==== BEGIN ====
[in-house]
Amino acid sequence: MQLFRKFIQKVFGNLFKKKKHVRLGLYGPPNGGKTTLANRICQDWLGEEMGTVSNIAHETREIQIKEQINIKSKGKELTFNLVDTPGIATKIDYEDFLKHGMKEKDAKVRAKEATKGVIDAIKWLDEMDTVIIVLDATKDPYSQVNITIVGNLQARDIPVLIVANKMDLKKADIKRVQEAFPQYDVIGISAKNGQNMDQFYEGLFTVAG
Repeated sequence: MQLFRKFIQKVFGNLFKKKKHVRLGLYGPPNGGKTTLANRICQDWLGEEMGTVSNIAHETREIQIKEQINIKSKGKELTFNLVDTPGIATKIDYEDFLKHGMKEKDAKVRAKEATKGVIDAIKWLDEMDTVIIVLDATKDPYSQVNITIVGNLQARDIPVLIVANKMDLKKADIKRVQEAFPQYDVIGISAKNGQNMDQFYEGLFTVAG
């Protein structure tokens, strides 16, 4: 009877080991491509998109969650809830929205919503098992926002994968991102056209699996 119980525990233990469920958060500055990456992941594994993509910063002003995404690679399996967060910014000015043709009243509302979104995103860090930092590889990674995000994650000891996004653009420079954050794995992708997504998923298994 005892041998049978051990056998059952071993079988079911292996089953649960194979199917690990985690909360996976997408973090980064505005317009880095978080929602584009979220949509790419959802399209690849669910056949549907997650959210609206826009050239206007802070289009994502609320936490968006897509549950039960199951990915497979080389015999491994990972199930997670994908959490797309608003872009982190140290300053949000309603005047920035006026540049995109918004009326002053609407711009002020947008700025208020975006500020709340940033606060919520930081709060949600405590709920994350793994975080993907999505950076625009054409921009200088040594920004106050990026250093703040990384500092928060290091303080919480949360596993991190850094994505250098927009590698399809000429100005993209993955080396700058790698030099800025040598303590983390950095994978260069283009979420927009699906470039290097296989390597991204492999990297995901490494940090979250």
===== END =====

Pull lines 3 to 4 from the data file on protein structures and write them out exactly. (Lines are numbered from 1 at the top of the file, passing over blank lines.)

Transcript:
Repeated sequence: MQLFRKFIQKVFGNLFKKKKHVRLGLYGPPNGGKTTLANRICQDWLGEEMGTVSNIAHETREIQIKEQINIKSKGKELTFNLVDTPGIATKIDYEDFLKHGMKEKDAKVRAKEATKGVIDAIKWLDEMDTVIIVLDATKDPYSQVNITIVGNLQARDIPVLIVANKMDLKKADIKRVQEAFPQYDVIGISAKNGQNMDQFYEGLFTVAG
């Protein structure tokens, strides 16, 4: 009877080991491509998109969650809830929205919503098992926002994968991102056209699996 119980525990233990469920958060500055990456992941594994993509910063002003995404690679399996967060910014000015043709009243509302979104995103860090930092590889990674995000994650000891996004653009420079954050794995992708997504998923298994 005892041998049978051990056998059952071993079988079911292996089953649960194979199917690990985690909360996976997408973090980064505005317009880095978080929602584009979220949509790419959802399209690849669910056949549907997650959210609206826009050239206007802070289009994502609320936490968006897509549950039960199951990915497979080389015999491994990972199930997670994908959490797309608003872009982190140290300053949000309603005047920035006026540049995109918004009326002053609407711009002020947008700025208020975006500020709340940033606060919520930081709060949600405590709920994350793994975080993907999505950076625009054409921009200088040594920004106050990026250093703040990384500092928060290091303080919480949360596993991190850094994505250098927009590698399809000429100005993209993955080396700058790698030099800025040598303590983390950095994978260069283009979420927009699906470039290097296989390597991204492999990297995901490494940090979250």